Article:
salade nicoise

Salade Niçoise Recipe. Honoring Julia Child

 Salade Niçoise

In Honor of Julia Child JC100 Anniversary:

Salade Niçoise is one of my all-time favorite salads, especially when made with fresh, not canned,  tuna.

I was honored to write a review of Julia Child’s biography, Dearie, at the author Bob Spitz’s publishers’ request. Will I sound like a dinosaur if I declare that in my view no one, but no one, can fill dearest Julia’s gargantuan shoes and imitate her stentorian voice? I remember going to hear her at the Javitz Center, house packed to the rafters, just a couple years before her death. She reminisced about her early days to her adoring fans, doing a pretty good impersonation of the French housewife using Ze Vareenge (The Waring: Get it?).

Her opening line left everyone splitting their sides with laughter.

“Before nutrition raised its ugly head…..” Trust me, she didn’t mean to heck with nutrition. Rather, she meant we should use good judgment and enjoy our food sensibly. It would profit us much more than to be slaves to the nutrition establishment: Sure enough, it sadly often turns out, the food industry takes the public on one fad bandwagon after another. and that leaves all of us confused and not an ounce thinner. As sadly, it leaves us in the lurch, eating our food without enjoying it.

We know how the low-fat fad ended, then how the low-carb fad ended.

I hope and pray the next and longest-lasting fad is, don’t discuss your food habits too much, don’t let anyone rain on your parade at dinner time and tell you some horror story about mad cows and GMOs and whatnot: just cook some simple, healthy and delicious meals made with real ingredients, and enjoy them with other good food lovers you love: Bon Appetit!

In my house, every day is salad day, salads in every shape and form.

Salade Niçoise is one particular favorite, the perfect warm weather main course salad, as it is so elastic and chock-full of fantastic crowd pleasers. The days you feel in a luxurious mood, sear tuna steaks and slice them thin, the way I am instructing you in this Salade Niçoise recipe, instead of the more plebeian canned tuna. Bottled roasted peppers will do the job beautifully when you don’t find the time to roast peppers, or when they are too expensive.

Frozen Fresh tuna steaks will work beautifully too:

They will be much more affordable, and every bit as delicious.

Do not skip the anchovies in the dressing!

Not even if you think you or your guests will recoil from them. Don’t tell your guests that this dish, or any dish for that matter, contains anchovies until after they polish it off. The anchovies disperse and leave no trace of their controversial heritage except for a deep, smoky flavor. I’m reminded of a wonderful headline I once  saw—“Anchovies: A blessing if disguised.” Don’t add salt to dishes including anchovies, as they are loaded with enough salt to season the whole dish.



  • 2 tablespoons olive oil
  • 4 pieces fresh tuna, or frozen fresh, thawed, about 5-6 ounces each, 1-inch thick, all skin and black parts removed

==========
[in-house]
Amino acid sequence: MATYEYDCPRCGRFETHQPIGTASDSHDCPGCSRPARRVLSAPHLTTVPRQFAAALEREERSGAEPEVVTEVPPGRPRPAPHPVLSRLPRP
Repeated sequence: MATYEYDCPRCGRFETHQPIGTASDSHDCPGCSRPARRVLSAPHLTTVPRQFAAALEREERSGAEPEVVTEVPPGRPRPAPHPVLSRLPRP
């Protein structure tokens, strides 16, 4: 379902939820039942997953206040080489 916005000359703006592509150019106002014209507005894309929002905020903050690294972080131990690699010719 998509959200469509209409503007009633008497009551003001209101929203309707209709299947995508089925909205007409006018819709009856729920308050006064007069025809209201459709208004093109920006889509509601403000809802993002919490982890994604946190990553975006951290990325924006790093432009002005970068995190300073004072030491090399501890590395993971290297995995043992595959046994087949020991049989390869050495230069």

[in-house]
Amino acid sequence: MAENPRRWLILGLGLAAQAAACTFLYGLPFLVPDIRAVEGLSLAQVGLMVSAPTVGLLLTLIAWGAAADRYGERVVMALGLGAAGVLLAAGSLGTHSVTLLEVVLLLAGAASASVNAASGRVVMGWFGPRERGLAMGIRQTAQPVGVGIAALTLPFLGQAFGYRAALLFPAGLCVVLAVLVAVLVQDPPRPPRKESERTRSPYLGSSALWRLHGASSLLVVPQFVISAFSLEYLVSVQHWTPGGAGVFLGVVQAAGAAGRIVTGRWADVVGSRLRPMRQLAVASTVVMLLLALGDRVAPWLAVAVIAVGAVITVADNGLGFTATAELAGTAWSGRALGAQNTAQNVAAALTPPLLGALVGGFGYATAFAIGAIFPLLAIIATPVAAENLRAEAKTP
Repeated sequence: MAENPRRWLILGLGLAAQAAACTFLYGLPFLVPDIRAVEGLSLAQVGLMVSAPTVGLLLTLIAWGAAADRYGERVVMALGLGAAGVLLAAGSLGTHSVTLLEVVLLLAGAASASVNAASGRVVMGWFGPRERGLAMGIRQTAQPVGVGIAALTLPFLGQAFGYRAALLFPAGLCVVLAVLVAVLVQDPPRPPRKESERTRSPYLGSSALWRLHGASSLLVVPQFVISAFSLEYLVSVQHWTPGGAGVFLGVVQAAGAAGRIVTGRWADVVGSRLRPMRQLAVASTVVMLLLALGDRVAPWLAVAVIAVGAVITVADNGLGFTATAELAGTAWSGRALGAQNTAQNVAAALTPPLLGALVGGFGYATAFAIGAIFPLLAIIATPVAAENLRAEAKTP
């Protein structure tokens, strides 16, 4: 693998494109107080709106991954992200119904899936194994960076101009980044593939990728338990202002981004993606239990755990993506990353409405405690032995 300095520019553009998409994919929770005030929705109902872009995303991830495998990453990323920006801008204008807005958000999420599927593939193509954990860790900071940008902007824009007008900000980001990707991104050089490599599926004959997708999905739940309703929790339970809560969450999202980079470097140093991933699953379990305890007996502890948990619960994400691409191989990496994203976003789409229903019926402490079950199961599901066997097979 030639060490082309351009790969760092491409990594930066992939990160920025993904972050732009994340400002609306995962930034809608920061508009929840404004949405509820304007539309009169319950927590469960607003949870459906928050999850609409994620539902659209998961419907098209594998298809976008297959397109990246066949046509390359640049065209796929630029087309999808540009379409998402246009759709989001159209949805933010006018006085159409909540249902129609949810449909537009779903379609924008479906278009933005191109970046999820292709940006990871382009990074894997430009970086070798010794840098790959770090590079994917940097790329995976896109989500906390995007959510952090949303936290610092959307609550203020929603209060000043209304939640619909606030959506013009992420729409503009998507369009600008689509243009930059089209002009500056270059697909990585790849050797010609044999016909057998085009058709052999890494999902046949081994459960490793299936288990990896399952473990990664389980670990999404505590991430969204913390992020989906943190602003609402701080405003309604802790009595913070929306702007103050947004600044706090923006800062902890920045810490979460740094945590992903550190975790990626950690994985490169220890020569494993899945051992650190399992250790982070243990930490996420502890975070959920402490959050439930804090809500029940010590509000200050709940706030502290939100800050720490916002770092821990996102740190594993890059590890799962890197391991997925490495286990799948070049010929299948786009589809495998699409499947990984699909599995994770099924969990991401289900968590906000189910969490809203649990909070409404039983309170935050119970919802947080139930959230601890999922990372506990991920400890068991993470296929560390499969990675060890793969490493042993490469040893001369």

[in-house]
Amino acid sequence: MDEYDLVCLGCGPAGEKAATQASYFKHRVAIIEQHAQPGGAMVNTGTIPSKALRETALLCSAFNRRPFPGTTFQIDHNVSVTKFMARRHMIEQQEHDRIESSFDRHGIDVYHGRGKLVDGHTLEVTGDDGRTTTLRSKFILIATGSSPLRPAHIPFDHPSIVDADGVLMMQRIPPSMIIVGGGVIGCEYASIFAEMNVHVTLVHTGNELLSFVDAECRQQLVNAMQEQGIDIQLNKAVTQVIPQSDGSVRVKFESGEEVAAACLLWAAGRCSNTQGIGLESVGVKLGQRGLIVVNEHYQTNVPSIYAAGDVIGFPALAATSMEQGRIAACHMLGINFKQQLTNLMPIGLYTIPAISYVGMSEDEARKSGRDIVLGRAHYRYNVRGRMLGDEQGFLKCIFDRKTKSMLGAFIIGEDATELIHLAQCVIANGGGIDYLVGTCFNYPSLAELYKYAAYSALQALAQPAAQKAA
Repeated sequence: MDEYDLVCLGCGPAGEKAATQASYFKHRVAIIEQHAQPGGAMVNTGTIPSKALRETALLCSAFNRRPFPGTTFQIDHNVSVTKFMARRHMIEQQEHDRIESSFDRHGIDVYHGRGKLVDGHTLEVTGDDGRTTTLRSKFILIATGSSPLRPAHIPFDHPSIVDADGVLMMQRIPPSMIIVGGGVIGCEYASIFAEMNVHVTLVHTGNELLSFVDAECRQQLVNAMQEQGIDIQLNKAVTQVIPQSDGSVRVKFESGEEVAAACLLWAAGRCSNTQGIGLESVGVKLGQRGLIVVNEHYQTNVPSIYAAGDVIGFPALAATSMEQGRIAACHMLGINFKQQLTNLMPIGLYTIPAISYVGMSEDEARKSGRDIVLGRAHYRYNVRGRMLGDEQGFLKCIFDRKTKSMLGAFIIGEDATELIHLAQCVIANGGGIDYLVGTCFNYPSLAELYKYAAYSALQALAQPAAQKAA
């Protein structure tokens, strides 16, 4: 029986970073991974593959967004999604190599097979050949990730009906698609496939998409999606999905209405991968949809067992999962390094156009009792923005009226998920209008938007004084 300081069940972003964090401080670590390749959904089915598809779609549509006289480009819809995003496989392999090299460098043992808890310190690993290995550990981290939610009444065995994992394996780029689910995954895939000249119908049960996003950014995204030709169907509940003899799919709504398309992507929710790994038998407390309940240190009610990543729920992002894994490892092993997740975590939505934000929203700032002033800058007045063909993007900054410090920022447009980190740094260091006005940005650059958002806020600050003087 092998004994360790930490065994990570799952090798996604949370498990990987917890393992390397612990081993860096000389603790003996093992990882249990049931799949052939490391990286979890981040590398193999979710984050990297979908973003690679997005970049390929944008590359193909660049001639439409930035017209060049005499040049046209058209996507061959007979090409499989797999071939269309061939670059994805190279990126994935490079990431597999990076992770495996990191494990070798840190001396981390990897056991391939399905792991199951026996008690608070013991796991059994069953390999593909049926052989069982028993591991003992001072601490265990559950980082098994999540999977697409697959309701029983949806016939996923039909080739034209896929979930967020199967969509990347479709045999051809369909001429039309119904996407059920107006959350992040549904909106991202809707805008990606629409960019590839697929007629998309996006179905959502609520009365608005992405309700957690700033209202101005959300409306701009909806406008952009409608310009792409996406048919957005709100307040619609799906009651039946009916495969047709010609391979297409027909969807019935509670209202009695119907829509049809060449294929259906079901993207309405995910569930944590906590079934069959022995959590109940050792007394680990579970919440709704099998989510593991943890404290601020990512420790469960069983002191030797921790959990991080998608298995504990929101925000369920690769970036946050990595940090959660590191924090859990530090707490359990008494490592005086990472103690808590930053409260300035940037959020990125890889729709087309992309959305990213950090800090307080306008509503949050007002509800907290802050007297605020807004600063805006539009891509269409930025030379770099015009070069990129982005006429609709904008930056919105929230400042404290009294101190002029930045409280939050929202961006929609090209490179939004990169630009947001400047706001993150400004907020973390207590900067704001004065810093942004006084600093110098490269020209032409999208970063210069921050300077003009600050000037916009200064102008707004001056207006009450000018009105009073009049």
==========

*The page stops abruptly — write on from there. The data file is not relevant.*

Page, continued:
• Freshly ground pepper to taste
  • 2 heads romaine or Boston lettuce, torn
  • 4 plum tomatoes, seeded and cut in wedges
  • ¼ medium red onion, cut in very thin strips
  • 1 dozen small red bliss potatoes, scrubbed, boiled until just tender, and halved
  • 2 red bell peppers, rinsed and cored (or bottled), broiled or roasted, peeled and cut into strips
  • 2 dozen Nicoise olives (oil-cured olives will work very well too)
  • 4 hard-boiled eggs, peeled and halved
  • 1 pound haricots verts (or perfect string beans), boiled until just tender, rinsed in cold water and drained

Anchovy Mustard Dressing:

  • 6 anchovies, bones removed, rinsed
  • 3 tablespoons capers
  • Half a bunch flat-leaf parsley
  • 3 tablespoons Dijon mustard
  • 4 large cloves garlic
  • ½ cup extra virgin olive oil
  • ¼ cup wine vinegar
  • 1 tablespoon oregano
  • 1/2 cup water
  • salt and pepper to taste

Place all the ingredients in a food processor, and process until smooth and creamy. Thin with a little more water if necessary. Makes about 1½ cups.


Heat the oil in a nonstick skillet. Season the tuna with salt and pepper to taste. When the skillet is very hot, add the tuna. Cook for about 2 minutes on each side. Let cool, and slice thin. Set aside. Mix all remaining salad ingredients on a platter. Arrange the tuna slices on the salad. Drizzle some of the anchovy mustard dressing (recipe below) over all. Makes 4 generous servings.

5 replies
  1. Laura
    Laura says:

    I would really want to make this salad! It seems so delightful in that photo. I will print the recipe out. I hope I can do it perfectly. I can’t wait for it!

  2. Olive Oil
    Olive Oil says:

    What is the different between virgin olive oil and extra virgin olive oil and does it matter which one you use in a recipe? Will it make something taste worst or better depending on how virgin the olive oil is?

    • Lévana
      Lévana says:

      For salad dressing, we want the purest flavor, extra virgin. For sauteing it won’t make a big difference

  3. tasteofbeirut
    tasteofbeirut says:

    A great salad, albeit a personal, creative version that veered away from the traditional; I had been offered Jacques Médecin’s book on La cuisine Nicoise and he adamantly forbade anyone from using anchovies and tuna; in his book, it was one or the other (at least to be traditional). totally agree with commonsense approach to food! Julia did not do too bad, did she?


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